HAMILTON — Town officials and the nonprofit Forterra are bringing the community of Hamilton into discussions about building a new portion of the town outside the Skagit River floodplain.
A crowd of about 35 — mostly town residents — packed a meeting room Wednesday at Town Hall to ask questions and share opinions.
The town and Forterra, which invests in environmentally conscious land-use projects in Washington, have partnered to determine how the town’s urban growth area could be transformed into an extension of the town where residents who are tired of being affected by floods could relocate.
The urban growth area is north of Highway 20 and east of Hamilton Cemetery Road.
“My kind of vision for that area is an extension of the town, not moving the town,” Hamilton Town Councilman Tim Morrison said.
Community members asked how the development might affect wildlife in the area and why the existing town couldn’t be modified with boardwalks and gondolas to allow residents to better live with floodwaters.
Hamilton — located along the Skagit River and partially encircled by Carey’s Slough — is frequently flooded and often slow to drain following floods.
Hamilton Mayor Joan Cromley said 80 percent of the existing 1.5-square-mile town is in the Skagit River floodplain.
Other officials, including state Sen. Keith Wagoner and Skagit County Commissioner Lisa Janicki, said they support the project. Janicki said Skagit County Planning and Development staff have been in contact with Cromley regarding the project and Wagoner said he can try to help secure state funding to help Forterra.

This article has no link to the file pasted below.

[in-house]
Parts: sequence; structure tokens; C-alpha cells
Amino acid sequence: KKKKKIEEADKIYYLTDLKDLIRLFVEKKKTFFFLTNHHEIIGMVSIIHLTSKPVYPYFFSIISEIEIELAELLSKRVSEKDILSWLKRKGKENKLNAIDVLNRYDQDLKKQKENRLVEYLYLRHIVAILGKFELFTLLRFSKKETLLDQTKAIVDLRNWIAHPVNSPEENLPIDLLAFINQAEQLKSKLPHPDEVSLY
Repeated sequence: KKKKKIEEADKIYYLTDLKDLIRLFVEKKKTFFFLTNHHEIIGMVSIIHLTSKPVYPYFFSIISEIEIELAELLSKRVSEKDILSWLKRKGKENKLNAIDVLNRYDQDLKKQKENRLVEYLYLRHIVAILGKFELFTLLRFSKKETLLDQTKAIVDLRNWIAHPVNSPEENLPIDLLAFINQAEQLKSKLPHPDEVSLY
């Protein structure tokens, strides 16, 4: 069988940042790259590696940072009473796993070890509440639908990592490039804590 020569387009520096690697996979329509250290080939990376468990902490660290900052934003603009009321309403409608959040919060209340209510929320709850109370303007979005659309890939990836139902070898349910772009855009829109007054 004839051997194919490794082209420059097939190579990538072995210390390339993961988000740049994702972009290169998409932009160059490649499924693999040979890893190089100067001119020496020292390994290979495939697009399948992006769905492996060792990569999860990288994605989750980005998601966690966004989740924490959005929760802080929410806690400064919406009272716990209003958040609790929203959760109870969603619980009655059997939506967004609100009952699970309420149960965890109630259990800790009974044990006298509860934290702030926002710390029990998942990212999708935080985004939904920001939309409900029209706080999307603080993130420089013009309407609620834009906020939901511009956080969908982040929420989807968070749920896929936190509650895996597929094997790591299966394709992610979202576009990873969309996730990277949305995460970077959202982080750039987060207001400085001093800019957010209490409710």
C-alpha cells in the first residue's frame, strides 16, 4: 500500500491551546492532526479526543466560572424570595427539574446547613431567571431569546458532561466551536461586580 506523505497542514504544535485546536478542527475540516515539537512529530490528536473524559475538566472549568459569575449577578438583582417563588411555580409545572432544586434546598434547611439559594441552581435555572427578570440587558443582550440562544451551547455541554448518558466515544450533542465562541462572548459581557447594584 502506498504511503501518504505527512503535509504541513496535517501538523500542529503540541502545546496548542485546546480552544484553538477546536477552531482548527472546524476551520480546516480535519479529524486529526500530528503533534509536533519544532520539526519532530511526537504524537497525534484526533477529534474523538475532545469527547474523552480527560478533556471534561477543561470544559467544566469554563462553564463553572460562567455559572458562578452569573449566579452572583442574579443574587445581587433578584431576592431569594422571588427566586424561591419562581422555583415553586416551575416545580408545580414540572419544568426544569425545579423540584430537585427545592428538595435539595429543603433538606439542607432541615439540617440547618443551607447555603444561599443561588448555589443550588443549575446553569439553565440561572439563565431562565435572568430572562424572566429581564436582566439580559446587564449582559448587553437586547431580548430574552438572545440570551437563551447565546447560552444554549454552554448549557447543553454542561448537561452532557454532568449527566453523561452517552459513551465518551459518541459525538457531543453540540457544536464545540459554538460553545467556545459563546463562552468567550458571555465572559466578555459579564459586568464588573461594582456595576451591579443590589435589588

Throughout the meeting Wednesday, Cromley and Forterra staff reiterated that planning is in the beginning stages, and there will be opportunities throughout the process for residents to provide input.
“Our work is guided by the voices that live there,” Lindsay Fromme of Forterra said.
So far, Forterra and Hamilton have agreed to work together to evaluate purchasing and developing the town’s 45-acre urban growth area, which a single landowner is looking to sell.
Forterra is taking a close look at the property and determining how it could be developed.
Consulting firm HDR Inc. has donated $30,000 worth of early engineering and design work to help, said Forterra Vice President of Real Estate Transactions Tobias Levey.
Determining what the town wants to see on the property, how it would be zoned and divided into lots, what it might cost to build and where funding could come from are details that would need to be worked out.
Before that, Forterra needs to obtain ownership of the property, which would take place in January if the nonprofit moves forward, Levey said.
The town would also need to annex the urban growth area, a step that would require approval from the Skagit County Board of Commissioners.
Levey said Forterra has about 30 years of experience in helping purchase property for preservation, conservation or development.
The nonprofit does not finance projects, he said. Instead, it does single-payment purchases using money from its endowment, from grants or from a combination of the two.
If Forterra helps bring housing to the area north of Highway 20, those homes would be available to Hamilton residents first. Levey said how that would be guaranteed has yet to be worked out, but the point of the project is to provide housing to Hamilton residents who want to move out of the floodplain.
“What we’re talking about is providing an affordable alternative to live in the area,” he said.
The idea for relocating residents has been floated for decades, but discussions stalled about 2007.
“It’s nice to be at least taking baby steps again,” Cromley said.